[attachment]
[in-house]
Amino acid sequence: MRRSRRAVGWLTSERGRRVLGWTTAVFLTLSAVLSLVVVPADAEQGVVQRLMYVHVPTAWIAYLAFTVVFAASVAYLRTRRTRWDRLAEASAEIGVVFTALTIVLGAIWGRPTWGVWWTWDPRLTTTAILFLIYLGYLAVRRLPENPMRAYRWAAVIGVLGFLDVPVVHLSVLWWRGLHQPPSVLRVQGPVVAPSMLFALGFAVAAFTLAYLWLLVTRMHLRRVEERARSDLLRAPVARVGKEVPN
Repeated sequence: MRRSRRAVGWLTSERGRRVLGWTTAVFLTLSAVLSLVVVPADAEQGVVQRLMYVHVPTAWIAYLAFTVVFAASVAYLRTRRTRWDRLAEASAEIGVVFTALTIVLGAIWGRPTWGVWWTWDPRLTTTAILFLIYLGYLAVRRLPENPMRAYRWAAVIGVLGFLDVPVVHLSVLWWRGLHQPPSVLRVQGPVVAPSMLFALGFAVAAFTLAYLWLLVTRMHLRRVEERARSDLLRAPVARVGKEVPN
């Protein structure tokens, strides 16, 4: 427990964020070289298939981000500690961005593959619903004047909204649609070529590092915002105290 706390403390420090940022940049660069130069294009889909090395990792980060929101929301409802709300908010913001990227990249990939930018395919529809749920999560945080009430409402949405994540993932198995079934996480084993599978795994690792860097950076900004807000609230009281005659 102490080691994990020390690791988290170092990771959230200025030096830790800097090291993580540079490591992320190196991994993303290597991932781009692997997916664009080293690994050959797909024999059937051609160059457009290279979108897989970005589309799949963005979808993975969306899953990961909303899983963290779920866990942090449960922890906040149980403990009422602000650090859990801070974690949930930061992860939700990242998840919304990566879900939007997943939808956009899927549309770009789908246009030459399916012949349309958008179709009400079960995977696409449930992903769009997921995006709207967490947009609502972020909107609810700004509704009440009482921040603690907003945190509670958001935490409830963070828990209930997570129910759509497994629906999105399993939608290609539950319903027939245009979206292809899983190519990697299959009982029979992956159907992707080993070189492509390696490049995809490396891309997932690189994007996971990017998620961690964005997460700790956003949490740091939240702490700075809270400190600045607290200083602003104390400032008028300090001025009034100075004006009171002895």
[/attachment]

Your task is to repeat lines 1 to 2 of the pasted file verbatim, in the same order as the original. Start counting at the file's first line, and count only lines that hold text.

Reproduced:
[in-house]
Amino acid sequence: MRRSRRAVGWLTSERGRRVLGWTTAVFLTLSAVLSLVVVPADAEQGVVQRLMYVHVPTAWIAYLAFTVVFAASVAYLRTRRTRWDRLAEASAEIGVVFTALTIVLGAIWGRPTWGVWWTWDPRLTTTAILFLIYLGYLAVRRLPENPMRAYRWAAVIGVLGFLDVPVVHLSVLWWRGLHQPPSVLRVQGPVVAPSMLFALGFAVAAFTLAYLWLLVTRMHLRRVEERARSDLLRAPVARVGKEVPN